In a day and age when people are spending increasingly more time on their devices, we need resources that remind us that there are other ways to be engaged and entertained. We can expand our horizons beyond accessing information in the form of documents and images on a screen.
There is no substitute for hands on engagement in the “real” world, but for many of us that live within the city that typically comes in the form of eating out, heading out for drinks, perhaps an occasional visit to the zoo or theater.
While there is absolutely nothing wrong with those things, what they all lack is nature. Remember her? When I say nature, I don’t mean taking the dog for a walk through the park waiting for it to evacuate its bowels. Nor do I mean, sitting at the beach tanning. I mean, to enjoy the astounding variety of flowers, plants, trees, flora and fauna that we simply rarely see because we live in the city.
It’s an element that should be present in everyone’s lives. To be surrounded by nature, to engage it through exploration, to learn through observation is to recharge the body, mind and soul. Indeed, it has been the topic of countless poets, writers, and artists and a powerful source of inspiration.
Yet, it can still be social. It is inclusive, not exclusive. You can bring along a friend or family. You can even bring along your favorite device to take pictures of the glorious, natural beauty.
Do we have to drive to central or western Massachusetts for this? Another state further north? Not at all. There’s a place right here in the city of New Bedford that offers this and much more: the Allen C. Haskell Public Gardens. Named after city resident and famed horticulturalist, Allen C. Haskell, who purchased the land and turned it into a nursery, the gardens began to deteriorate due to neglect after his passing away over a decade ago.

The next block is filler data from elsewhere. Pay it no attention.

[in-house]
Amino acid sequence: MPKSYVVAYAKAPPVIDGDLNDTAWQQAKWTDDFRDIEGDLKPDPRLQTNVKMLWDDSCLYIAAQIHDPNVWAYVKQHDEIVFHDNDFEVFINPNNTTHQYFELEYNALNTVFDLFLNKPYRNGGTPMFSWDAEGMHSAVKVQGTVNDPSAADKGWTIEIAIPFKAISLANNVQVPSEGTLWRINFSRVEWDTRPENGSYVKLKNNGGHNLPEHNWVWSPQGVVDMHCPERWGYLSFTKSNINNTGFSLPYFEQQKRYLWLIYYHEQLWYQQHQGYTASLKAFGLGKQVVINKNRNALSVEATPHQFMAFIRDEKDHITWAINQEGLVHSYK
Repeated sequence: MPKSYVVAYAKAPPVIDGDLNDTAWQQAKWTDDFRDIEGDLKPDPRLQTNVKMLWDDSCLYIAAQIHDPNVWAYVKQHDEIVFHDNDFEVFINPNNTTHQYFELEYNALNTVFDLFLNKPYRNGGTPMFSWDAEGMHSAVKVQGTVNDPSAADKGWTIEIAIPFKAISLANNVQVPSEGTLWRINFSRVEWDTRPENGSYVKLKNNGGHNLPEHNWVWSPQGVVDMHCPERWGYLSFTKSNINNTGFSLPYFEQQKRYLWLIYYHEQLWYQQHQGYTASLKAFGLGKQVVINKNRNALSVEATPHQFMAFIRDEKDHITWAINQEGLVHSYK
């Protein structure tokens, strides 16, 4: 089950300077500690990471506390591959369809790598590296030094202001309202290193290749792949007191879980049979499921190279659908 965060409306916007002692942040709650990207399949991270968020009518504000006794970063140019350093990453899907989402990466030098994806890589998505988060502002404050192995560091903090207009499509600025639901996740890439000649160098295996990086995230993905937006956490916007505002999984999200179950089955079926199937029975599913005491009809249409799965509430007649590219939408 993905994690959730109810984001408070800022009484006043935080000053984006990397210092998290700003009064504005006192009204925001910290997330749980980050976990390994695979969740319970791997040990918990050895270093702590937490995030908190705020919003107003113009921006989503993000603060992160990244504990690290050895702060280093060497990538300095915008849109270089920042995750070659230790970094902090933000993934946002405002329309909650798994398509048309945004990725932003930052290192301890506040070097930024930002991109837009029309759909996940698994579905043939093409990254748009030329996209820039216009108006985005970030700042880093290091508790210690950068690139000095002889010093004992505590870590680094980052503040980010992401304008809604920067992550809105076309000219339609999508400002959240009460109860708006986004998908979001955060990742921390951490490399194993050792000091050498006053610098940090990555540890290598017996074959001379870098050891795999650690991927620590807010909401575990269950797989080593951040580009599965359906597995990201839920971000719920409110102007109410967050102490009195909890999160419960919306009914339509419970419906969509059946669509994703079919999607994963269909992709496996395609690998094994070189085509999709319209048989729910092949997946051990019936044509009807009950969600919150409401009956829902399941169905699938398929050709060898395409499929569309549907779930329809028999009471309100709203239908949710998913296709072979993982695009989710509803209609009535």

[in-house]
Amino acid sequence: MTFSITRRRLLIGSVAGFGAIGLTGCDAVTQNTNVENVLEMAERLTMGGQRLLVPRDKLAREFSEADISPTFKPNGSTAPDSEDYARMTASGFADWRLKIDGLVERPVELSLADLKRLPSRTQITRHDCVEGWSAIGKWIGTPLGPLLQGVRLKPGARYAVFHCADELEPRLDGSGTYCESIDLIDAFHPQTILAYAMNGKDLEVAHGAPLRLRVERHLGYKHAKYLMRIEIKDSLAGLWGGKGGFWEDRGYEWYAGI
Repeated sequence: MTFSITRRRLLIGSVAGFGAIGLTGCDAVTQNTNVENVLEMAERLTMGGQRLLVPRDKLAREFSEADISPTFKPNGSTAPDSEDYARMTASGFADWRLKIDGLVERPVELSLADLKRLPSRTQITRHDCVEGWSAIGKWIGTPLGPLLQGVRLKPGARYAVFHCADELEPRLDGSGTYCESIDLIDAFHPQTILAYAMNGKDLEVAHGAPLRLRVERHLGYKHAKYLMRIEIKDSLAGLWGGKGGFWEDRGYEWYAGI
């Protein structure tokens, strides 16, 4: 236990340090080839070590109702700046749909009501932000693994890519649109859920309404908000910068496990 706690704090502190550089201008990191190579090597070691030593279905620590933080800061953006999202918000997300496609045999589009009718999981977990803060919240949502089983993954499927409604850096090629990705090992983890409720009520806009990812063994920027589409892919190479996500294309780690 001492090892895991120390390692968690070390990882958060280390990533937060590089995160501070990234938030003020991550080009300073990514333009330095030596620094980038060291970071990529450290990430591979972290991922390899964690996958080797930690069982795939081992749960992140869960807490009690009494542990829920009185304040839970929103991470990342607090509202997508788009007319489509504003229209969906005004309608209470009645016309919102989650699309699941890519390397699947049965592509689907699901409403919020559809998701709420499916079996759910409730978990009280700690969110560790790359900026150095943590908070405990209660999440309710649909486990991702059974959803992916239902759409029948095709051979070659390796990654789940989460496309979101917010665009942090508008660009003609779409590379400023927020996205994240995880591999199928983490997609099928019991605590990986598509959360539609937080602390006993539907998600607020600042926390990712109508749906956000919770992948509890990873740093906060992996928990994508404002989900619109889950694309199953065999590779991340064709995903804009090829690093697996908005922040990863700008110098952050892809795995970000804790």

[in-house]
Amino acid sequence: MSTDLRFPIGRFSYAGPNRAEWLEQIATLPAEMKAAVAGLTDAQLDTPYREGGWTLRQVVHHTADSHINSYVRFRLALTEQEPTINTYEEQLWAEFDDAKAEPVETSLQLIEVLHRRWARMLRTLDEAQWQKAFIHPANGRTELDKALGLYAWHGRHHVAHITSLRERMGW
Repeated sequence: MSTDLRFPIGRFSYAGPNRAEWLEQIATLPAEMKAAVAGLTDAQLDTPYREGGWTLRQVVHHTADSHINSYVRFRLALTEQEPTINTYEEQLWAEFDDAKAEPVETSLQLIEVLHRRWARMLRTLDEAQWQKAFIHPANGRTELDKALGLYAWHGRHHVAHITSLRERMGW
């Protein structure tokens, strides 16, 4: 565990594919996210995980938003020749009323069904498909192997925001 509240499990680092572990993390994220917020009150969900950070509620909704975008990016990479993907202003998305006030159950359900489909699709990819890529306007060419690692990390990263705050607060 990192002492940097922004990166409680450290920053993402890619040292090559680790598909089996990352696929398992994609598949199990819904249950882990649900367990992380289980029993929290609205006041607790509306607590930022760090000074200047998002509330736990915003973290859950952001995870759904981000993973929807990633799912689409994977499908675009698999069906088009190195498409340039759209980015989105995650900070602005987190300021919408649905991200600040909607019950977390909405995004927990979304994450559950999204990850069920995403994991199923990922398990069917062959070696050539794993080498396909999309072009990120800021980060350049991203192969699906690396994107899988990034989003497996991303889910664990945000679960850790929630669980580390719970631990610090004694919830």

The 6 acre gardens were rescued in 2012 by The Trustees of Reservations at the request of the city, is a hidden gem for residents – one that is simply not well-known in spite of its value and being completely free. While there are “only” 6 acres on site at Haskell Gardens, the “Trustees” preserve more than 26,000 acres across the state as an organization with 117 properties – Haskell Gardens is one of 12 public garden properties thy are restoring.
The community resource goes far beyond its natural setting and offers a variety of unique programs and services. On the grounds you’ll find greenhouses, sheds, landscaped grounds, open space, historic structures (including one of the city’s oldest) and even buildings for public use. Want to have a wedding there? You can. Interested in the outdoors, gardening and art, and want to exercise that green thumb? You can do that too. Perhaps you just want to visit to stroll, smell the proverbial roses, or even help with the restoration… you are more than welcome!
Organizers like General Manager, Ross Moran, Visitor Services and Shop Coordinator, Brooke Baptiste and Horticulture Assistant, Gene Bertrand have a genuine love for history, preservation and connecting people to Massachusetts’s storied past. Their desire is to be an integral part of daily life for the community and would like nothing more than to see smiling faces get involved in a manner that suits them.